cabin in the woods
Julie Hambleton
Julie Hambleton
December 16, 2023 ·  3 min read

Cabins We Wouldn’t Mind Being Stuck in Right Now

The coronavirus pandemic is certainly taking its toll. Many of us are beginning to resent the walls of our homes and apartments and are dreaming of getting away somewhere else. Of course, the ideal getaway spots during a pandemic are nature cabins – ones in remote areas where we can disconnect to reconnect and find some peace again.

Cabins We Would Love To Live In

These cabins are all designed in a minimalistic style to help you really connect with the nature that they are surrounded by.

1. Brillhut

Melissa and Jake Brillhart built Brillhut in their backyard, then packed it down and sent it to the Bahamas. They then reassembled it on Eleuthera Island in the archipelago. The walls of the cabin are made from fiberglass and insulated foam panels which can be lifted using a pulley system to create an ideal outdoor-indoor space.

Photo: Courtesy Melissa Brillhart

2. Casa Tiny

Casa Tiny is a cement and wood cabin inspired by the book Walden. Artist Claudio Sodi commissioned the cabin located in Oaxaca, Mexico, and architect Aranzazu de Ariño designed it. A true lovers’ cabin, the pair fell in love during the building process and now use it as their private getaway from Mexico City. 

Casa tiny
Photo: Courtesy Camila Cossio

If you want to experience life at Casa Tiny, you can rent it on Airbnb.

3. The Cornish Cabin

On the Lizard Peninsula in Cornwall, England, The Cornish Cabin almost blends entirely into its surroundings. Designed by Hakan Stroz of Sweden, it is built entirely using traditional woodworking techniques. Each log has talismans in their notches to give the home a spiritual blessing. (1)

cornish cabin
Photo: Courtesy Richard Stewart; Alistair Sopp

4. Beavers Lodge

What began as a run-down shack in the Santa Monica Mountains has been reimagined into a gorgeous little wilderness oasis. Mike and Charlotte Beaver completely overhauled the place, making it bright, airy, and full of windows for optimal nature views. (1)

beavers lodge
Photo: Courtesy Mike Beavers

5. The McGovern Residence

The McGovern Residence in Tucannon, Washington was originally built in the 1970s. It is currently in the process of being restored by the McGovern’s grandson Sven Holt to be used as an event and overnight space for guests.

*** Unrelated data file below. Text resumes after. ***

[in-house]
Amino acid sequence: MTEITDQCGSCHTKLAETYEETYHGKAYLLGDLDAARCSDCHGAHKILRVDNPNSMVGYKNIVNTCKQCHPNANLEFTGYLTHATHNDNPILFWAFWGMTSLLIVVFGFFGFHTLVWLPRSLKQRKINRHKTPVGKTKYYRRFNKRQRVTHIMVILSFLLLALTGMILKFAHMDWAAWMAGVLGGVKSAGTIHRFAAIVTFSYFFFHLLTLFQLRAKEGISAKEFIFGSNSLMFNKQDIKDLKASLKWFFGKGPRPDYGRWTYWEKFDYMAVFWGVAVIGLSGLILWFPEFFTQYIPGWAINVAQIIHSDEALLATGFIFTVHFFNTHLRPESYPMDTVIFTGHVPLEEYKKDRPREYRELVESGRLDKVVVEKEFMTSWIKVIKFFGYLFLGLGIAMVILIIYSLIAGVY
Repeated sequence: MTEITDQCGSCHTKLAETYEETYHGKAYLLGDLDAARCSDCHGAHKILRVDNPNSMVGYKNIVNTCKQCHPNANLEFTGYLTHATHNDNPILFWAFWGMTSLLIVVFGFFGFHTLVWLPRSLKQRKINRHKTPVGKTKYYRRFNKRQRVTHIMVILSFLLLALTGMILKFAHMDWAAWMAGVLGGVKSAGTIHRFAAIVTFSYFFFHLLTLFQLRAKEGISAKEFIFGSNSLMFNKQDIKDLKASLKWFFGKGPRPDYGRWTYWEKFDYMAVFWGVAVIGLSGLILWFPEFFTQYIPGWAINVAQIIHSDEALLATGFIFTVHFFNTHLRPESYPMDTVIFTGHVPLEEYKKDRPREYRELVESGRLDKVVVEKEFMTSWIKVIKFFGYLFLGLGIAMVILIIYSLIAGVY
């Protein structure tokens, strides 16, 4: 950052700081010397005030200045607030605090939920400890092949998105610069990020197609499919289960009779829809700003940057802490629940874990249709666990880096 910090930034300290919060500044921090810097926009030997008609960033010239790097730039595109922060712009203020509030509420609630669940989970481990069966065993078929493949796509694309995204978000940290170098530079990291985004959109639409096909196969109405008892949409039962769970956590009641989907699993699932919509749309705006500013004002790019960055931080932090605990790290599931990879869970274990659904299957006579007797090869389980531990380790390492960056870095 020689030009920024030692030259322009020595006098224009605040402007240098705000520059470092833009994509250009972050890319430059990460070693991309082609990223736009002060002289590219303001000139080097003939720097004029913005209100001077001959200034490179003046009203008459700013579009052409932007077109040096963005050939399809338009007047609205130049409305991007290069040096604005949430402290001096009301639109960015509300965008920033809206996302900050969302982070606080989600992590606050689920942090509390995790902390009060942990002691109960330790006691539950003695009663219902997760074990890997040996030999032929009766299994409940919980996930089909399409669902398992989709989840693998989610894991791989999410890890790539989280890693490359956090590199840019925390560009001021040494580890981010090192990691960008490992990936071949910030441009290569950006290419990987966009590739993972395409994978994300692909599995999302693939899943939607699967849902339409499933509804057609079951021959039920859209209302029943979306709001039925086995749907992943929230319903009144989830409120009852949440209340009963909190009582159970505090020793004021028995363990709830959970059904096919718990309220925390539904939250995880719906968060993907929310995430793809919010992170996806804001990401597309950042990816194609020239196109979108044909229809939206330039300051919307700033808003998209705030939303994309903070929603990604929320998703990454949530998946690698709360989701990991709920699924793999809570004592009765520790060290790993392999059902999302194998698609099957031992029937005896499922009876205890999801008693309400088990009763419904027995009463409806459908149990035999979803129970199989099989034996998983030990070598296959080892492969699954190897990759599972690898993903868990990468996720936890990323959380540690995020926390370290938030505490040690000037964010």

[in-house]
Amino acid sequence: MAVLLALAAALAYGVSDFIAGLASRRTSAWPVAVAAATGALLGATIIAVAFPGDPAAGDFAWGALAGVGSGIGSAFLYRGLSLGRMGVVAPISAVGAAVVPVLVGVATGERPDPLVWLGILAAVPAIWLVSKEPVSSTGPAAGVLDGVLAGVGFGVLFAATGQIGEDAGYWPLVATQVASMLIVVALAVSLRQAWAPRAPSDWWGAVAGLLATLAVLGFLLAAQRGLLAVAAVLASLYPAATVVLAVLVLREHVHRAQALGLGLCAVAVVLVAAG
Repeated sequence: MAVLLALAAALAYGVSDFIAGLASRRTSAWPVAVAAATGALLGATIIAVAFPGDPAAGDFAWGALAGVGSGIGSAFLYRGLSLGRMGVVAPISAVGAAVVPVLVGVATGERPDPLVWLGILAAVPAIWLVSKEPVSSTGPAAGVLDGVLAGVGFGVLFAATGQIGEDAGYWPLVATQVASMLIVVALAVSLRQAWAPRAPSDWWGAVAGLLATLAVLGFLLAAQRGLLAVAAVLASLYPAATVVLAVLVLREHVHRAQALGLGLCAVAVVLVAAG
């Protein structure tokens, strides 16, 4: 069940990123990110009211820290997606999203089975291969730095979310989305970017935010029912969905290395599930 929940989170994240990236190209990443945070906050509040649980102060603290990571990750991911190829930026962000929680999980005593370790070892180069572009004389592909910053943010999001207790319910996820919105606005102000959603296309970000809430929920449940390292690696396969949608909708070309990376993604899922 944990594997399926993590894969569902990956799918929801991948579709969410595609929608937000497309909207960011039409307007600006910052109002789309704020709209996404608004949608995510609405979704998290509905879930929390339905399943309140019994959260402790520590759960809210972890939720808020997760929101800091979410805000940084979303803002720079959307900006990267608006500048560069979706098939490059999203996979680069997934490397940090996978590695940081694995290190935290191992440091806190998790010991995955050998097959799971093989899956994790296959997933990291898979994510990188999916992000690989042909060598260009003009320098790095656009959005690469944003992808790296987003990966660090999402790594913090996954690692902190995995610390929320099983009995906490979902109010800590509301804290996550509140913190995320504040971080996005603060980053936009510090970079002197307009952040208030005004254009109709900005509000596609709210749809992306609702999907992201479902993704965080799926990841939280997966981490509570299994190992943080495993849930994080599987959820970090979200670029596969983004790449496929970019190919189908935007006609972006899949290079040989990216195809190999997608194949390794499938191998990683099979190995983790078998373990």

Mcgovern lodge
Photo: Courtesy Sven Holt

6. Oz Farm

Oz Farm in Northern California has a number of cabins that sleep anywhere from one to 10 people, depending on which cabin you choose. The Domes are particularly popular and can accommodate eight to 10 people.

Oz farm
Photo: Courtesy Brian Vogelgesang

7. Sky Den

Nestled away in Northeastern England, Sky Den was given its name for the way the roof opens up so you can gaze at the night’s sky. British TV show George Clark’s Amazing Spaces featured the cabin due to its unique design. Book the space here.

Sky den
Photo: Courtesy Jack Boothby

8. Undercroft

This is the ultimate off-the-grid eco-house in Wales. Undercroft is designed using Earthship sustainability principles (2):

  • Electricity from the sun and wind
  • Water from rain and snowmelt, used four times
  • Sewage treated on-site in botanical planters
  • Heating and cooling from the sun and the earth
  • Food is grown both in and outside

If you want to get away while leaving a minimal carbon footprint, this is the cabin for you.

Photo: Courtesy Simon Dale

9. Viking Seaside Summer House

Located in Fermanville, France, The Viking Seaside Summer House is the definition of tiny house living. At just 10 by 15 feet and sitting just above a little beach, this was the largest the builders were allowed to make it due to France’s coastal building laws. 

Viking Seaside House
Photo: Courtesy Karel Balas

They made the most of the space with folding furniture and big windows to keep it bright and airy.

If a nature-filled getaway is what you need, then perhaps one of these cabins is close enough to your hometown for you to make use of it. If not, you’ll have to add them to your post-coronavirus travel bucket list.

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